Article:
During the week…. smaller groups of student met to memorize poetry, truly by memory, since no text was used, but conducted by another student who had himself the poems of the program in his memory. In this way, the professors spoke of doing poetry, rather than studying or analyzing it. It was in the order of music and gymnastic at the same time, since in the first place most of the poems memorized were lyrical and, in the second place, by withdrawing all books or handouts of poetry, nothing came between the student and the poem, not een his eyes.
The students followed a simple literary approach — from Aesop’s fables and Grimm’s tales — to introduce them to reasoning by noticing the perfect arrangement of beginning, middle, and end, a logic of thought, and cause and effect. …. The IHP faculty knew that the students were also remotely reliing parts of their childhood in these delightful, timeless stories.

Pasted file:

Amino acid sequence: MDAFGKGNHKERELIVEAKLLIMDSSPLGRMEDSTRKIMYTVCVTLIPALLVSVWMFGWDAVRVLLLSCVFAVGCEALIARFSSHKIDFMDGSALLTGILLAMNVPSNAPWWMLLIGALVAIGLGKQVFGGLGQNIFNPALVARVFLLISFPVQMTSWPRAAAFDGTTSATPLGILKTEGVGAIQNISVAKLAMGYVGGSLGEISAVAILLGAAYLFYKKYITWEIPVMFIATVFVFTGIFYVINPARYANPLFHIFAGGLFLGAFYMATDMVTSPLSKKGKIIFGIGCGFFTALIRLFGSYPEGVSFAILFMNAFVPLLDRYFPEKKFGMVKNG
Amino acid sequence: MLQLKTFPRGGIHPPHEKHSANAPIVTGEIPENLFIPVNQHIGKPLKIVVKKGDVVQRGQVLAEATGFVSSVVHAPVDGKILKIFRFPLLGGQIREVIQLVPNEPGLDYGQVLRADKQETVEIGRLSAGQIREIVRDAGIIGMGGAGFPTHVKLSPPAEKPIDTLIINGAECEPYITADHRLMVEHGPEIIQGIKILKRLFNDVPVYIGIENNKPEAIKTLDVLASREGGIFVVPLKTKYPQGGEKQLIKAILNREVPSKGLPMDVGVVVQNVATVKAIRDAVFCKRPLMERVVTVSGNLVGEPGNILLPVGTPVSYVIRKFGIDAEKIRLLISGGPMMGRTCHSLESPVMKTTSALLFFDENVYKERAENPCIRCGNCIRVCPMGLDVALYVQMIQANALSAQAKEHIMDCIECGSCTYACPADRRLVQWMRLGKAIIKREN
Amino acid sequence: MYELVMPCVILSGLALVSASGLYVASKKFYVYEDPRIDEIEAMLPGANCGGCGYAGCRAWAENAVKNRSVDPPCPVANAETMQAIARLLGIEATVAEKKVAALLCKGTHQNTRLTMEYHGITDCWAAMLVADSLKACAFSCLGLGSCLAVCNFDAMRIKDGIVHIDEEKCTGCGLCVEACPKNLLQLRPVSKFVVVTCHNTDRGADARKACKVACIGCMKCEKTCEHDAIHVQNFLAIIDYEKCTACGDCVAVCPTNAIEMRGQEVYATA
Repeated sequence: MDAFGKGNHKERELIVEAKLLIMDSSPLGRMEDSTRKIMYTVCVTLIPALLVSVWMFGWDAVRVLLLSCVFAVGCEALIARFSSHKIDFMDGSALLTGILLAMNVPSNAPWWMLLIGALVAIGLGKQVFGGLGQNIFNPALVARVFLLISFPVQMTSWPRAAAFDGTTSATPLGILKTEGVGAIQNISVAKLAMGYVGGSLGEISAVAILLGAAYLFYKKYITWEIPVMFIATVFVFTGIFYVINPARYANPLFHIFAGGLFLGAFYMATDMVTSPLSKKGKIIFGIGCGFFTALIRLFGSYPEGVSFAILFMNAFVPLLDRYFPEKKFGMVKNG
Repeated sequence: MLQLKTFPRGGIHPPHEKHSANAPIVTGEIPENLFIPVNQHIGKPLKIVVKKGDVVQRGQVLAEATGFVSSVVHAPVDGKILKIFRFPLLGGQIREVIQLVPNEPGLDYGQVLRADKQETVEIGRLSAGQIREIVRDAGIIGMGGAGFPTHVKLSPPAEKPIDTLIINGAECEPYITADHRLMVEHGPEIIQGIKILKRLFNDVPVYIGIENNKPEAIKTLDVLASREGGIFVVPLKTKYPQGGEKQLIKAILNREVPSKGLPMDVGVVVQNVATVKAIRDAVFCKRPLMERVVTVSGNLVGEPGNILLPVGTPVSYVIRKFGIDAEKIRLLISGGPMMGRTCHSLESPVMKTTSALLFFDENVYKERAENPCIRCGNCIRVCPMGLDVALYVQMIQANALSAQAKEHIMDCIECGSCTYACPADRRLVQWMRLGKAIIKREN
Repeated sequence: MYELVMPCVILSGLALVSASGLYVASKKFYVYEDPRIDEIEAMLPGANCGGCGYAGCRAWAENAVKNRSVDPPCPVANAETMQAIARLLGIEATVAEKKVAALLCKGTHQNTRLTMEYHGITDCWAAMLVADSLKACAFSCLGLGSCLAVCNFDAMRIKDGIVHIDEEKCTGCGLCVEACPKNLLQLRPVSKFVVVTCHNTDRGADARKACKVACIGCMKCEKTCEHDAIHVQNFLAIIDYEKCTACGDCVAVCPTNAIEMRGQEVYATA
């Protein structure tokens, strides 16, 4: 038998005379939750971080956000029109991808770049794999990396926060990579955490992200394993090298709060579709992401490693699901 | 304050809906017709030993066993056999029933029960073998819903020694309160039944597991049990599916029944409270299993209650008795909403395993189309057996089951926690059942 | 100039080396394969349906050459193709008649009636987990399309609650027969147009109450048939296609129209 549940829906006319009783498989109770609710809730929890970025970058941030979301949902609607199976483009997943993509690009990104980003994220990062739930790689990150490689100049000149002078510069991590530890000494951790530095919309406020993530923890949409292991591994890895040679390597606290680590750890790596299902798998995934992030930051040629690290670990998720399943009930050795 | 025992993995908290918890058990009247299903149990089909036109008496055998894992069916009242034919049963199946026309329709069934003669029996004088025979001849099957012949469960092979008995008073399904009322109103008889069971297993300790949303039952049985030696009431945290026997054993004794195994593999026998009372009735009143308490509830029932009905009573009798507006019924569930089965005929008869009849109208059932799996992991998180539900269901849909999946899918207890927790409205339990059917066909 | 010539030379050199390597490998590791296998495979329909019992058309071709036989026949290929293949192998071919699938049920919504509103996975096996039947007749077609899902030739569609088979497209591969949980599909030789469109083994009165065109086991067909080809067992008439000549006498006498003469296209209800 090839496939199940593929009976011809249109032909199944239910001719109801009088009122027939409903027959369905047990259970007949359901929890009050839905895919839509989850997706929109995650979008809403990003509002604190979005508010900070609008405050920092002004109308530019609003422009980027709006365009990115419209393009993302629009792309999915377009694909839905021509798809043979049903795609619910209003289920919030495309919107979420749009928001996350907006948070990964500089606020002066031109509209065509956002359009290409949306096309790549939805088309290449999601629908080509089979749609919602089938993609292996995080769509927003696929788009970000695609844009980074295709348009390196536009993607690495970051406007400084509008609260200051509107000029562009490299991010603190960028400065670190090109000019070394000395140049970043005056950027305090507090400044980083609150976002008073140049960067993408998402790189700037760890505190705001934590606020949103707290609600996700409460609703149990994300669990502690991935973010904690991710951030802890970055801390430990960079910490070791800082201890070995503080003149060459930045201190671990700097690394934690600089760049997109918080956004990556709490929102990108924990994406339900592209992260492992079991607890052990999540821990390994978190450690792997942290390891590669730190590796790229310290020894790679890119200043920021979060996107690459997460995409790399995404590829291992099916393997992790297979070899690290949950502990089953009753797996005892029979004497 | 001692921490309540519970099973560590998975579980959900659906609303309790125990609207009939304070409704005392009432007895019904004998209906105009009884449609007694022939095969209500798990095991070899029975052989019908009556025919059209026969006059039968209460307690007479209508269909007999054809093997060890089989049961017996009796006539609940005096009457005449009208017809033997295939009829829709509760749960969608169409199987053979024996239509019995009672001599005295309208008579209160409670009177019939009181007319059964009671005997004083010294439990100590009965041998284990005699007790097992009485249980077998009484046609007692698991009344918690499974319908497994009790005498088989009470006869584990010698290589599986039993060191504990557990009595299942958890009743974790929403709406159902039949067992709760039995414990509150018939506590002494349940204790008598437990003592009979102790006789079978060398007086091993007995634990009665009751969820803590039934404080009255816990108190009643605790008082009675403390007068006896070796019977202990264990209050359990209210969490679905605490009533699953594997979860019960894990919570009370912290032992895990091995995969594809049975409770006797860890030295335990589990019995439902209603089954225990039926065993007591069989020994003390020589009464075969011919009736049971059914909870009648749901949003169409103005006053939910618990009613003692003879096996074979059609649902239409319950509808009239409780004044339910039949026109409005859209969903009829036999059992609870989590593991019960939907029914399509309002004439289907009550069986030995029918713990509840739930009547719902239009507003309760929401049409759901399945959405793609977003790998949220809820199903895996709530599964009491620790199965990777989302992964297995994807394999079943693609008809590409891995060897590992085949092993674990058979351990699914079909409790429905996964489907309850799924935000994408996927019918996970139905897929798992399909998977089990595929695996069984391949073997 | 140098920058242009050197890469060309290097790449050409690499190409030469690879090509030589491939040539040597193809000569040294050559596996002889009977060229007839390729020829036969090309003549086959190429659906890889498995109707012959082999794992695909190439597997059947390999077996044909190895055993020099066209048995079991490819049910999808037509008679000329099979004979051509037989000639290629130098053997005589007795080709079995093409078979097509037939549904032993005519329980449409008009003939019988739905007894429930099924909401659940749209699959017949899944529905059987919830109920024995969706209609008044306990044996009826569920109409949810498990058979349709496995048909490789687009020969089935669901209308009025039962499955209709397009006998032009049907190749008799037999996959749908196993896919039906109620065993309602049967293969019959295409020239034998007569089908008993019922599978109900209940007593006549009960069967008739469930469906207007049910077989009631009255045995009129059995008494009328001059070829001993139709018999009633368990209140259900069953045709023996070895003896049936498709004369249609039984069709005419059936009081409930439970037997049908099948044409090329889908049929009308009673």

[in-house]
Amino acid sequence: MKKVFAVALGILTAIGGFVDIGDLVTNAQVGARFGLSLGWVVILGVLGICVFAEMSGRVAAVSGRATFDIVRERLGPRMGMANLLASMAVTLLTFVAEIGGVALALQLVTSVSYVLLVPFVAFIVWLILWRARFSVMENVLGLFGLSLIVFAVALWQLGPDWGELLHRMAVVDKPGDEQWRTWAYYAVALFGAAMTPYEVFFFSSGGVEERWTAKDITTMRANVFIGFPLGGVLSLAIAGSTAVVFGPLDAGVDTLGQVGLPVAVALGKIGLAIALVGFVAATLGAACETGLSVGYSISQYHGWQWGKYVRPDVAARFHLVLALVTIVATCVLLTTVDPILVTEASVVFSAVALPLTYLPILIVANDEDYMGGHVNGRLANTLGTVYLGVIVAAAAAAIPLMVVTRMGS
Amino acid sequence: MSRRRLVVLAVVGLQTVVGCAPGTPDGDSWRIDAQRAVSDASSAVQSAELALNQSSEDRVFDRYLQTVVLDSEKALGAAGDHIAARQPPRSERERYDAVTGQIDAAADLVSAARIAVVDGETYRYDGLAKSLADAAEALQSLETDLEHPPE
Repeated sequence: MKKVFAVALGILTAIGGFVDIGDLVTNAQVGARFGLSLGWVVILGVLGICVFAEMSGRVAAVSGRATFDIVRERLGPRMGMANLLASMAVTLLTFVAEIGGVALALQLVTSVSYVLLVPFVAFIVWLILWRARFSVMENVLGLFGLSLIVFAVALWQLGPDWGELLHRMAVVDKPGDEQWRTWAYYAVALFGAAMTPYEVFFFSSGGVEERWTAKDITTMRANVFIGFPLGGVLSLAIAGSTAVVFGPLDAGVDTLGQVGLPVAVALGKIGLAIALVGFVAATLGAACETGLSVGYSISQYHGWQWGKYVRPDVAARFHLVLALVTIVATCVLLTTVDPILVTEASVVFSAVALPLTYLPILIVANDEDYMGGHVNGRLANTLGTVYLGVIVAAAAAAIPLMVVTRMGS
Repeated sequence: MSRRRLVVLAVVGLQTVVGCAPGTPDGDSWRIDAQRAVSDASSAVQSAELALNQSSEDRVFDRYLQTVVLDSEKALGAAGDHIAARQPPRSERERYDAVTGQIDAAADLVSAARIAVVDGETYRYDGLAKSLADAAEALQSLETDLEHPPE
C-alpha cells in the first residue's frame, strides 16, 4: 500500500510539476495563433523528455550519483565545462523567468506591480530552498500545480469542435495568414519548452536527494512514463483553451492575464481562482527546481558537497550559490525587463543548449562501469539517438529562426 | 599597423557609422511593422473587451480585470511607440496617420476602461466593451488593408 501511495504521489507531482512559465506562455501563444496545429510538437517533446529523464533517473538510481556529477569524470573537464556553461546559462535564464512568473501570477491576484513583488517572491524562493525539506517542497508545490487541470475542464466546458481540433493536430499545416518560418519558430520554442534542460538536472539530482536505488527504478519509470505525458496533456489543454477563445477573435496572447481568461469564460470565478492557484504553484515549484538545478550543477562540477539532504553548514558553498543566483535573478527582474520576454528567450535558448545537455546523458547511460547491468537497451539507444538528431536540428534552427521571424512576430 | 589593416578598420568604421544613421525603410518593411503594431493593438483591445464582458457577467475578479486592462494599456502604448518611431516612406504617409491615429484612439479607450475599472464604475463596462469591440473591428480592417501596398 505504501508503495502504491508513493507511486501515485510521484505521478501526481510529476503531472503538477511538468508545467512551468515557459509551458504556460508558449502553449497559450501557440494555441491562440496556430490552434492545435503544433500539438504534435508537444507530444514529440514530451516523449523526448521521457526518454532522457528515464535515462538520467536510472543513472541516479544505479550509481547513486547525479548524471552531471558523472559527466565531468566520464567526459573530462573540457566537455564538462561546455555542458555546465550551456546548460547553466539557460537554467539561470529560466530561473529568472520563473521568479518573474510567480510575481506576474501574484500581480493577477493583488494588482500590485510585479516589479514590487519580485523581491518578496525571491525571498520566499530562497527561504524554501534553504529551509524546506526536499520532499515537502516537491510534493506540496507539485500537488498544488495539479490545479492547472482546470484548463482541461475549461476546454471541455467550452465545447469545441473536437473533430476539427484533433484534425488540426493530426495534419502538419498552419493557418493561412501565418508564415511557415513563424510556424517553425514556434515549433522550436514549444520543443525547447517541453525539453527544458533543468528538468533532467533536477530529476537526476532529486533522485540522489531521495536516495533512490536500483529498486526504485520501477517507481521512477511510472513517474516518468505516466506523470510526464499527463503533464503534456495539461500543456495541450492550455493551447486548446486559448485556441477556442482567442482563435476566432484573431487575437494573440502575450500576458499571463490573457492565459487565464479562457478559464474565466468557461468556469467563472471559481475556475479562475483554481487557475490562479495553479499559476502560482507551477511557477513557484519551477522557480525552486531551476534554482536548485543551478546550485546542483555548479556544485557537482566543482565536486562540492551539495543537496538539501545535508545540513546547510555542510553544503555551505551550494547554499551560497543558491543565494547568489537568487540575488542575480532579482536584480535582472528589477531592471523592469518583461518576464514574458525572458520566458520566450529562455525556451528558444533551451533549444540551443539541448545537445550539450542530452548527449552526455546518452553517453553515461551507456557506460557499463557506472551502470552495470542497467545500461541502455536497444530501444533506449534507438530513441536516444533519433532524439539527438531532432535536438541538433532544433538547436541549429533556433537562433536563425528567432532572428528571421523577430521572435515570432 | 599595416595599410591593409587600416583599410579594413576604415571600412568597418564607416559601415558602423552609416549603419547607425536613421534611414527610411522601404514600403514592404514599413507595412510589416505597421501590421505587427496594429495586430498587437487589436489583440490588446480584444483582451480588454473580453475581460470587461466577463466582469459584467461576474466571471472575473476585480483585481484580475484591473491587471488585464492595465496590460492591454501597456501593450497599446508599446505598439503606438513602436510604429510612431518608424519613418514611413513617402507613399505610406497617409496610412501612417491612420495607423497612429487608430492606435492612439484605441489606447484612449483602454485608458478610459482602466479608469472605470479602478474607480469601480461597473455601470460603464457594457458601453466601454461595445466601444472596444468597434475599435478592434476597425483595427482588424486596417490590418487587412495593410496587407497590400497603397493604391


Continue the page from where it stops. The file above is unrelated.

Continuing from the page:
the students, by listening carefully and repeating what they heard, learned to speak very simple Latin from their memories much like children begin to learn their native language without any study of grammar, without any books. This was gymnastic in that it allowed for direct wrestling with the Latin; it was musical in that it brought forth much delight and laughter in the challenge and mistakes of trying to conduct an entire lesson without using any English, pointing, gesturing, acting out the words and meaning instead.
Other things that were included:
- Star-gazing -- learning about the constellations and their stories.
- Dances -- not the high school kind where you are either jumping around or swaying together, but elegant waltzes.
- Calligraphy -- the traditional art of beautiful writin
- Traditional folk songs -- often some older students would sing them before class and over the course of the term all the students made them part of their interior furniture.